And so I get to go on my first safari in the heart of Nepal. It’s everything I would have imagined - a Jeep with an open back, a guide dressed in forest green, and the promise of adventure as we set off.
And adventure we get - we see rhinos, monkeys, tiny deer that leap away with frightened eyes as we approach. There are crocodiles swimming lazily in the water, peacocks preening and showing off their plumage. There are bright flowers - our guide plucks a red one from a bush as we pass and hands it to me with an easy grin. There are little birds that sing and dot the underbrush with dots of bright color. There’s a huge butterfly that follows us for a long while, darting around our heads in a game of tag that is never resolved.
Sometimes we don’t see anything for a long while, but it doesn’t matter, because we’re laughing and excited by the sheer possibility of danger. There’s the threatening hope of tigers here, and though we don’t see any, knowing that they can probably see us, peering out from the tall grasses that line the dusty roads, is enough to make my spine tingle.
In the evening, we are shown down to the river by another guide, creeping through the wilderness armed only with a blunt wooden staff. The sun is setting over the horizon, a bright orange ball over the wide landscape. As the river rushes past us, we settle down in a restaurant to sip cold drinks and munch on complimentary popcorn. We are lazy and relaxed in the waning heat, pleased by the adventures we have experienced and the stories that we are gathering every day.
My favorite city so far - Pokhara, between the mountains and the lake, a bustling hotspot for tourists from Nepal and the rest of the world. The streets by the lake are crowded and filled with chatter - street-handlers, guides, tourists, inhabitants, all together in a delightful mix of languages and cultures. There are stands selling everything from fruits and vegetables to clothes, restaurants squeezed into little corners, cramped shops with all the heart desires. I don’t buy anything much, but I enjoy looking at the trinkets and toys, considering the possibilities.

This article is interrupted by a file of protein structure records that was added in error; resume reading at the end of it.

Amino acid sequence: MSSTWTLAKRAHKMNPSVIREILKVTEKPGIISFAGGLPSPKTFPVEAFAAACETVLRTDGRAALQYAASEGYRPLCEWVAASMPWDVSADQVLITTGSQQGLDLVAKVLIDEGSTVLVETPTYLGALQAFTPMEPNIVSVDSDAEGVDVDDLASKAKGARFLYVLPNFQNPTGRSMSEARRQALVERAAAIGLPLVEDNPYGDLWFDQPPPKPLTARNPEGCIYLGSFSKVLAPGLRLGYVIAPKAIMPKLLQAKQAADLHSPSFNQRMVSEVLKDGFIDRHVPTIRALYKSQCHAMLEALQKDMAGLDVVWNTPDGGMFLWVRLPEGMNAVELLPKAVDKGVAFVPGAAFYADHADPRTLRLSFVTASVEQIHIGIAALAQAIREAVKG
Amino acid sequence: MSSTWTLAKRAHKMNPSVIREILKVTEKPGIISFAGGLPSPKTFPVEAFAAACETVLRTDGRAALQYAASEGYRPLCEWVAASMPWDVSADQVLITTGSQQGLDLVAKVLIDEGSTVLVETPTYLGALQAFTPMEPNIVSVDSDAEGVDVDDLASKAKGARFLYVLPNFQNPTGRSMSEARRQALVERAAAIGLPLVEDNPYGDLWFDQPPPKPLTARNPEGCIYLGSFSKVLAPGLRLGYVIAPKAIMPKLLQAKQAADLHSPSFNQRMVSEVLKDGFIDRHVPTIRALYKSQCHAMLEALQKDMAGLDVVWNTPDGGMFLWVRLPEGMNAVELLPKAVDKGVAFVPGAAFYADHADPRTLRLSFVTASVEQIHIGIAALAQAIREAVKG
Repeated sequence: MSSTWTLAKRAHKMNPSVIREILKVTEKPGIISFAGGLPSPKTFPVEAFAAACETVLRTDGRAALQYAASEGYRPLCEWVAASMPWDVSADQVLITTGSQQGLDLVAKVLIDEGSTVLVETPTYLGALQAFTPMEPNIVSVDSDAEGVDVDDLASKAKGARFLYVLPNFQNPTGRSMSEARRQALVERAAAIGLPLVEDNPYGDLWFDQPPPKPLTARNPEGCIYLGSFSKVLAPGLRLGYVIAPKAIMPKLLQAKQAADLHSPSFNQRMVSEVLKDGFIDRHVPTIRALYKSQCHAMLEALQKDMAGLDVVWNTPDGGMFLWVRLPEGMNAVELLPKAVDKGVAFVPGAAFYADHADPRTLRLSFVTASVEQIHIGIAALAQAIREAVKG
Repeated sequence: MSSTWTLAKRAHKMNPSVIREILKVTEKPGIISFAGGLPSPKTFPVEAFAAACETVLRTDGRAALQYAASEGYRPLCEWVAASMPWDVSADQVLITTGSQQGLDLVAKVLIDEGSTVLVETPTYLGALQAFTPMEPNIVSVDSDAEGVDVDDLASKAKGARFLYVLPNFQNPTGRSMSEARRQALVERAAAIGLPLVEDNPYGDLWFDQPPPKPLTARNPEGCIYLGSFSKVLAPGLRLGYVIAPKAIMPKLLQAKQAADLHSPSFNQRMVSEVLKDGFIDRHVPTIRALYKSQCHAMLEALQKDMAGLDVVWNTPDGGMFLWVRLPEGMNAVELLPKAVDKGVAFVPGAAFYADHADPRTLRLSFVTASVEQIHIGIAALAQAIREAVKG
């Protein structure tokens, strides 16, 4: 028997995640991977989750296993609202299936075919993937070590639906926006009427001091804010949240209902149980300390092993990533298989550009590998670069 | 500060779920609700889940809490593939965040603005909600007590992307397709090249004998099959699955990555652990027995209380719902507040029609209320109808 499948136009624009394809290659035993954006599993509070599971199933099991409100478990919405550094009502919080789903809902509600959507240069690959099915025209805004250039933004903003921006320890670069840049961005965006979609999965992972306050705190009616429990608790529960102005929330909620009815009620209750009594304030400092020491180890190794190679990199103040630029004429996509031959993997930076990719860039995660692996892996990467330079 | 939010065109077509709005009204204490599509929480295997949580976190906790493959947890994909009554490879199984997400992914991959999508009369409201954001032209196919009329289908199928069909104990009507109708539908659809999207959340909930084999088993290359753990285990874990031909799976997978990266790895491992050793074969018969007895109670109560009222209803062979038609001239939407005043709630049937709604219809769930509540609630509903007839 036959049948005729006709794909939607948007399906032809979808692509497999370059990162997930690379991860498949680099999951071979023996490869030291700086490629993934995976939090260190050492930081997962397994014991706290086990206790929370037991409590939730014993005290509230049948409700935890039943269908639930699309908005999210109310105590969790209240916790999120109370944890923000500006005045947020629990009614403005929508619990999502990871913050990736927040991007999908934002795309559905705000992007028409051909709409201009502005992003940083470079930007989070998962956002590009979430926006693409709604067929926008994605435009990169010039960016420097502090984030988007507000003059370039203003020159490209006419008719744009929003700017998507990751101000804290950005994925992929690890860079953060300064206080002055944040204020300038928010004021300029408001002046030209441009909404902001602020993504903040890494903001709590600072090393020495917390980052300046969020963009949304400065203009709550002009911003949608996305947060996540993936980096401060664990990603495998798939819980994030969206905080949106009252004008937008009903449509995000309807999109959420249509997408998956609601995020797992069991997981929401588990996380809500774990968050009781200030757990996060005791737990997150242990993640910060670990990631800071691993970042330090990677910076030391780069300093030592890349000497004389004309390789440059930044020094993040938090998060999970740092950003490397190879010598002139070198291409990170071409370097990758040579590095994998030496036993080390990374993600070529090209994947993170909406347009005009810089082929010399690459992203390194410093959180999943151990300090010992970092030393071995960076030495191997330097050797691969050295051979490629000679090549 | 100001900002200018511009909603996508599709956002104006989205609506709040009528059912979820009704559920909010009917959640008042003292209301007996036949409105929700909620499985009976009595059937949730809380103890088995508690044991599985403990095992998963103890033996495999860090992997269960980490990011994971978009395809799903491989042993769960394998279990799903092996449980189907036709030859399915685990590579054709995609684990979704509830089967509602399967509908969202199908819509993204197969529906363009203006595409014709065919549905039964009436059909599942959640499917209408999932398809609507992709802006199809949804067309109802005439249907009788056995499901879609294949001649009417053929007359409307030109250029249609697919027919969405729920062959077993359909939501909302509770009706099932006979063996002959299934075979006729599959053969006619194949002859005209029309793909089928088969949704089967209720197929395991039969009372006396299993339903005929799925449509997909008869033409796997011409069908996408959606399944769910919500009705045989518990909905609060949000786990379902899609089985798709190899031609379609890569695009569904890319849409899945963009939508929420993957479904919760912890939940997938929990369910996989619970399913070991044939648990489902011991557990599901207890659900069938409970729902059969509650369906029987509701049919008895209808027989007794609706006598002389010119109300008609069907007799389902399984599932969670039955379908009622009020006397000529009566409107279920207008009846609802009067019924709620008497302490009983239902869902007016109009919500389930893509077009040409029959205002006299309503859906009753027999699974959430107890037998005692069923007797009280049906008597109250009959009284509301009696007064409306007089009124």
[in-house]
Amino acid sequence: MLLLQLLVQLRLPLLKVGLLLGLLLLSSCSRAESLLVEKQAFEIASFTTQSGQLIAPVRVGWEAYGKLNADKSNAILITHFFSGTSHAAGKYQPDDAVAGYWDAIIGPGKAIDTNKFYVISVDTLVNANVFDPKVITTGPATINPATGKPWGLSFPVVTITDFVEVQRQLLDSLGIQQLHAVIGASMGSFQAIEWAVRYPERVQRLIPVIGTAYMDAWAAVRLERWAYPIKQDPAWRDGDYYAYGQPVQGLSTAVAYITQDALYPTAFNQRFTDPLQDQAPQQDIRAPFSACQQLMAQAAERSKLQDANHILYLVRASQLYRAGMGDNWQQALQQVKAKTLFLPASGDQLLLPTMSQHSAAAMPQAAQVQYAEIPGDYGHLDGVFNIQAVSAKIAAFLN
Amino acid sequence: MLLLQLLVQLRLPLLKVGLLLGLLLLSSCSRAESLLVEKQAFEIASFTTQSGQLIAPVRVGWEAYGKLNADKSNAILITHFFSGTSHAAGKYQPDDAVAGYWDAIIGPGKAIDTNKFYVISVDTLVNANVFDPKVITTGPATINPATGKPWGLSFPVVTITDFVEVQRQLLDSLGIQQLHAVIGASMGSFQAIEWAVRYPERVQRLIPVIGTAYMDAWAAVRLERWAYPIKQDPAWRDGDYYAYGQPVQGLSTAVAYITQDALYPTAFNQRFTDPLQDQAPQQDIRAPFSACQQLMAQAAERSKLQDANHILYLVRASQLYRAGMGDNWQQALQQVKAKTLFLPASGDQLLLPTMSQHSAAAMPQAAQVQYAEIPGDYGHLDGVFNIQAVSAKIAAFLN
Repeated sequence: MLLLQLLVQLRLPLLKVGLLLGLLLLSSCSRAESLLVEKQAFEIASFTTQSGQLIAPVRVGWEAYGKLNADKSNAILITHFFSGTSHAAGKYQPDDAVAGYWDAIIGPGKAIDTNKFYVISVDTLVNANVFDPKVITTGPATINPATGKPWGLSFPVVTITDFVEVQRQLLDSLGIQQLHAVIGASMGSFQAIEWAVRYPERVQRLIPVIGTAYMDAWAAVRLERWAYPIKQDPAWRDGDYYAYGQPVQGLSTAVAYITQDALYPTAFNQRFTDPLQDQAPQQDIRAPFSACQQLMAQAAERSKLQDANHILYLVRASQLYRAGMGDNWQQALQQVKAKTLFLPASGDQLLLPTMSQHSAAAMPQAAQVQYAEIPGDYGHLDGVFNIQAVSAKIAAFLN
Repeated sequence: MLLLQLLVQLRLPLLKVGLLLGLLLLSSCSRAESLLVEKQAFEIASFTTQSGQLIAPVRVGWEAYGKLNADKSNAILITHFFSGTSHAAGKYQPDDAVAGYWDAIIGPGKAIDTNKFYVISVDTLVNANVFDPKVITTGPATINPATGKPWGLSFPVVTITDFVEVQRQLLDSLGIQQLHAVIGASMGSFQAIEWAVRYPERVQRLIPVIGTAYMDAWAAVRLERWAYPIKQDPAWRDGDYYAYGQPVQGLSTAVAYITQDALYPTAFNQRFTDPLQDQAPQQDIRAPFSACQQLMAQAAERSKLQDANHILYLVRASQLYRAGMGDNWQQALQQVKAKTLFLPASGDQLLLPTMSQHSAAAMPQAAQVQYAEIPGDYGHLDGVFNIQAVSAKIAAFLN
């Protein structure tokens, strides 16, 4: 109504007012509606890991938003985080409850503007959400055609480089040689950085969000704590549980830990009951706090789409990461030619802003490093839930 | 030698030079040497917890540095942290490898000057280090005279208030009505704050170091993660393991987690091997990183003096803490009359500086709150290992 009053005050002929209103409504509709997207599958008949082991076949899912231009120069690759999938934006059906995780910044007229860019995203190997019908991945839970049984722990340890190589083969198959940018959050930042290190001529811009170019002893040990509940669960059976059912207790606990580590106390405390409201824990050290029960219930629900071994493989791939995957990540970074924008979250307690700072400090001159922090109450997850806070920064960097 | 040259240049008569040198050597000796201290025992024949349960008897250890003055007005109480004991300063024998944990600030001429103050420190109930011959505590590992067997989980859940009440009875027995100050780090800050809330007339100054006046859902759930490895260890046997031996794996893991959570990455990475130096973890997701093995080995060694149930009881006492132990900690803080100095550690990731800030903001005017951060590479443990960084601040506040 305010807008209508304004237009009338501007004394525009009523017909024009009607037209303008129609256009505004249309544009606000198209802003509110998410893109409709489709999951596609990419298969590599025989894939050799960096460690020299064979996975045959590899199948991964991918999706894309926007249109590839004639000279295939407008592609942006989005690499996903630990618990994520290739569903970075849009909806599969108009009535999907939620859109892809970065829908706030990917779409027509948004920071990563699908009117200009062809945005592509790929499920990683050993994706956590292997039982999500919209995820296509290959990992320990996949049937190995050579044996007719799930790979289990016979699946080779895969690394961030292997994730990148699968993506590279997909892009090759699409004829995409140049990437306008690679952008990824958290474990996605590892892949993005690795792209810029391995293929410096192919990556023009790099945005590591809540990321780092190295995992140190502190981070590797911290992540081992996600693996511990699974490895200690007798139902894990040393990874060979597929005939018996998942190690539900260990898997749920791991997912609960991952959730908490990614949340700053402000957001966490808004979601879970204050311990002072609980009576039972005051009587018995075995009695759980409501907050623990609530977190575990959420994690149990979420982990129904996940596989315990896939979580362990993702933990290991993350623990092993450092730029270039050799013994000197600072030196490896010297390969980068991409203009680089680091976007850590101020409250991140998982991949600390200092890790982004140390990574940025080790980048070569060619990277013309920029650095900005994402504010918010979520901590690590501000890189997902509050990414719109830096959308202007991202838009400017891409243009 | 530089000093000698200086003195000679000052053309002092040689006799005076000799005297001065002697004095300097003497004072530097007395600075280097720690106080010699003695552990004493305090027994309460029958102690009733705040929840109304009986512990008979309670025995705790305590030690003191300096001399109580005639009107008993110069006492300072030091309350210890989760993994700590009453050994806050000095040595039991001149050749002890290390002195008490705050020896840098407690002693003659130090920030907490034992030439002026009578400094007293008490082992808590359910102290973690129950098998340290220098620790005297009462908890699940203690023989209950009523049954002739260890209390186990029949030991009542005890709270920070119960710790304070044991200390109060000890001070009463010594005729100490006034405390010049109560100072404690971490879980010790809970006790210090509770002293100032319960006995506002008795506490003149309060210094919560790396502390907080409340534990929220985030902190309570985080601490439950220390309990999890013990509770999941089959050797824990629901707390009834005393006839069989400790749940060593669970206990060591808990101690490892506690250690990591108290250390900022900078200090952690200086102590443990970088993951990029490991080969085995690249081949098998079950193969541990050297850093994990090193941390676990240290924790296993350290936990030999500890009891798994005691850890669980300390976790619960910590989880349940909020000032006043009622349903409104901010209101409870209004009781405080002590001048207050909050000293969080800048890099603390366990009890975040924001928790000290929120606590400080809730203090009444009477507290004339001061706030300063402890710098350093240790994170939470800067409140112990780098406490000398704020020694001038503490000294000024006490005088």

Little, colorful boats float across the still water, bringing tourists across the water to temples across the lake. It all seems to exude a relaxed and cheerful atmosphere, making it easy to relax here as well.
The World Peace Pagoda sits atop a hill not far from the city, but if you arrive early enough, it’s easy to escape the masses of tourists. The white, clean stone, the colorful flowers on the paths, the view over the mountains - it’s all enough to take my breath away. This early in the morning, the fog is just rolling over the hills, creating ripples like a wave on the sea, and I can’t tear my gaze away. I have seldom seen something so simply and unassumingly beautiful, and the sight of it mixed with my early morning drifting thoughts fills me with a sense of floating peace.
Later, we eat chow mein in a restaurant on stilts, watching the clouds cover and uncover the mountains in the distance. From here, it is possible to see the “Fishtail” mountain, the holy Machapuchare, a lonely triangular peak among the other ragged mountainscapes. It is lonesome and lovely. In such moments, it’s hard to feel anything but content with the world around me, so I relax into the beauty of the moment.
This is traveling: being an explorer, an adventurer, but also being a sightseer. Being a tourist, taking too many photos, gushing over the beauty without second thought and feeling so delightfully adventurous even though what you have discovered is really nothing new at all. This is experiencing a new country: getting to know both the customs and the sights. And I guess, in a way, this is living: Gathering these memories to look back on later on, too happy about the unstoppable now to worry about anything else.